At the start of a crucial year for telecoms, which will see trends such as virtual reality and the IoT gathering pace and the first trials of next generation technologies such as 5G, Mobile Europe rounds up some of the industry’s big predictions for 2018.
Operators seek new IoT approach
While frenzied predictions about the growth of the IoT have loomed large in the industry’s new year predictions for several years, the CEO of Proximus’s wholesale arm BICS believes this year will see operators changing their approach to the category.
Until now, according to Daniel Kurgan, operator IoT offerings have been constrained by a lack of core network infrastructure as well as global coverage.
However, the telco predicts operators will increasingly move to using third-party white label platforms, which bring together management platforms and worldwide roaming agreements.
They can then resell these offerings to enterprise customers, reducing the time-to-market and expenditure required to launch a service.
“The value of the IoT has become clear in recent years, so in 2018 operators and enterprise will be looking for solutions and approaches to realise the benefits, and enhance end-user services,” says BICS.
Meanwhile, Tom Rebbeck, Research Director for Enterprise and IoT at Analysys Mason, says operators may change their approach to IoT connectivity itself, with more operators following Orange Belgium’s example of installing both NB-IoT and LTE-M.
Rebbeck cites Verizon and Telia as other examples of operators committed to installing both.
To invest in both technologies instead of just one could amount to only an extra 10 or 20 percent investment, says Rebbeck, since each is a matter of a software upgrade. “The networks may not be rolled out in 2018 but I expect we will see announcements,” he says.
The shape of 5G emerges
Unsurprisingly 2018 is expected to bring greater certainty around what 5G will look like.
According to Bengt Nordstrom, CEO of consultancy firm Northstream, the standard is now likely to come to market earlier than was expected a year ago as standardisation is making good progress.
Trials will not demonstrate anything spectacular, says Nordstrom, with the evolved mobile broadband use case being tested and capacity and throughput being increased “quite a bit”.
He says, however, that the industry will focus in on the 3.5GHz band, which he claims is the only feasible band for launches in the next five years.
“The reason we are saying this is technically you can use 5G in lower bands but it doesn’t really add that much benefit compared to 4G. So the point of migrating from 4G to 5G in lower bands doesn’t exist in our opinion.”
He adds that mmWave bands are also not yet ready for the mobility case, leaving 3.5GHz as the only band earmarked for 5G that can bring benefits in the near term.
Kester Mann, Principal Analyst at CCS Insight, says 2018 will see 5G getting “a little bit closer to commercial reality and becoming a realistic technology”. He adds that we can expect the first commercial launches of 5G in a fixed wireless access context.
Mann says despite featuring for several years at the event, 5G will be “even bigger and more significant” at next month's Mobile World Congress, particularly following the confirmation of the standards at the end of 2017.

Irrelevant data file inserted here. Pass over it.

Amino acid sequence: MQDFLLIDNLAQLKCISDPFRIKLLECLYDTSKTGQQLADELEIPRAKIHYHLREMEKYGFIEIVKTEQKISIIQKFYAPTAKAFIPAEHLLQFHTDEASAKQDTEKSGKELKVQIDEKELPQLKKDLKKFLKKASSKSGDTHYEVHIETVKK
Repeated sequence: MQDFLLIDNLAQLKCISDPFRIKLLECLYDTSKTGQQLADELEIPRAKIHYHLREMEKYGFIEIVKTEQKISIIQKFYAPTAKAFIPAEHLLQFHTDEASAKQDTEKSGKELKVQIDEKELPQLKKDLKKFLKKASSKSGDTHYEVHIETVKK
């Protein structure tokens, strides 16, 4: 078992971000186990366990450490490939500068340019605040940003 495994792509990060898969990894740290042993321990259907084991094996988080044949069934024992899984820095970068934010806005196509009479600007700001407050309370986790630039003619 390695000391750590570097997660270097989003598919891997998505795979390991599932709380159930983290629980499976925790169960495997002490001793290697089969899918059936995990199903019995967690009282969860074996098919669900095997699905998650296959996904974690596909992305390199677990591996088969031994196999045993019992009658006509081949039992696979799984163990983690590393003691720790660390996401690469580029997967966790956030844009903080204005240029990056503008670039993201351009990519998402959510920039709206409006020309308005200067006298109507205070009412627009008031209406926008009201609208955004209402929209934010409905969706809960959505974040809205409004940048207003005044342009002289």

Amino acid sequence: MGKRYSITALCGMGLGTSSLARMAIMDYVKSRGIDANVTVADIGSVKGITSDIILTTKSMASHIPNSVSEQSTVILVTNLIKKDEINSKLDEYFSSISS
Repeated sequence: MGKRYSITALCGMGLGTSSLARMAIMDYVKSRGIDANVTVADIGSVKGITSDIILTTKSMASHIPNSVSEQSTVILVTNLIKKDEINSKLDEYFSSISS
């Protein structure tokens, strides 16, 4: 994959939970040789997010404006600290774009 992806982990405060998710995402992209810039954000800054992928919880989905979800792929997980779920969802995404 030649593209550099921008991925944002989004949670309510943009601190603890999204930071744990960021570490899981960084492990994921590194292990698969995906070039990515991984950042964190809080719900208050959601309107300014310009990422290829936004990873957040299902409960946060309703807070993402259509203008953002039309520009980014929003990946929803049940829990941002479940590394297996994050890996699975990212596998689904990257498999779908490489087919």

He adds that MWC 2018 starts the day after the Winter Olympics finishes in South Korea, an event that will provide an “important testbed” for pre-commercial 5G. Mann says the agenda at Barcelona's annual telecoms jamboree will have a heavy Olympics focus.
Quantity not quality
2017 saw operators continuing to extend 4G across the continent and upgrade their networks.
However, Brendan Gill, CEO of network testing company OpenSignal, says that while providers have invested heavily in speed, until now many have held back from pushing towards full coverage due to their extensive 3G availability.
While Gill says operators in Spain, Portugal and the UK have already begun to target greater coverage, those in Germany, France, Ireland and Italy still have relatively low 4G reach.
He claims this year will see operators finally ending their “love affair with 3G” and focus on extending LTE coverage rather than boosting speed. This will allow Western Europe to catch up to other regions in terms of LTE coverage.
Connected car connectivity accelerates
Analysys Mason's Rebbeck also expects the vehicle to everything (V2X) connectivity debate to be a hot area in 2018.
He says there are two candidate technologies for connecting cars to other cars, people, and infrastructure, Wi-Fi variant 802.11p and LTE-based Cellular V2X.
“There are some launches of 802.11ap but it doesn’t have much traction yet. Cellular V2X is still in the testing phase but will probably be ready for commercial launch in the next 18 months.”
Rebbeck says which technology wins out will depend to some extent on mandates from the European Commission, which is already investigating the technologies. “We will probably have some decisions on V2X in the next year,” he says.
Apple brings AR into view
2018 will see the two-year anniversary of augmented reality (AR) game Pokémon Go, but according to analysts at Telenor Research, the technology is ready for a relaunch.
Bjørn Taale Sandberg, Head of Telenor Research, says that while we should not expect a mass market relaunch of the Google Glass smartglasses, the new year will see a “surge” in the number of AR applications.
The trigger, Telenor analysts say, will be Apple’s addition of built-in AR support to the iOS operating system. This will remove much of the complexity for developers and bring the technology within reach for “hundreds of thousands” of developers.
Early applications could include navigation apps using the camera to superimpose a route onto the image of the real world.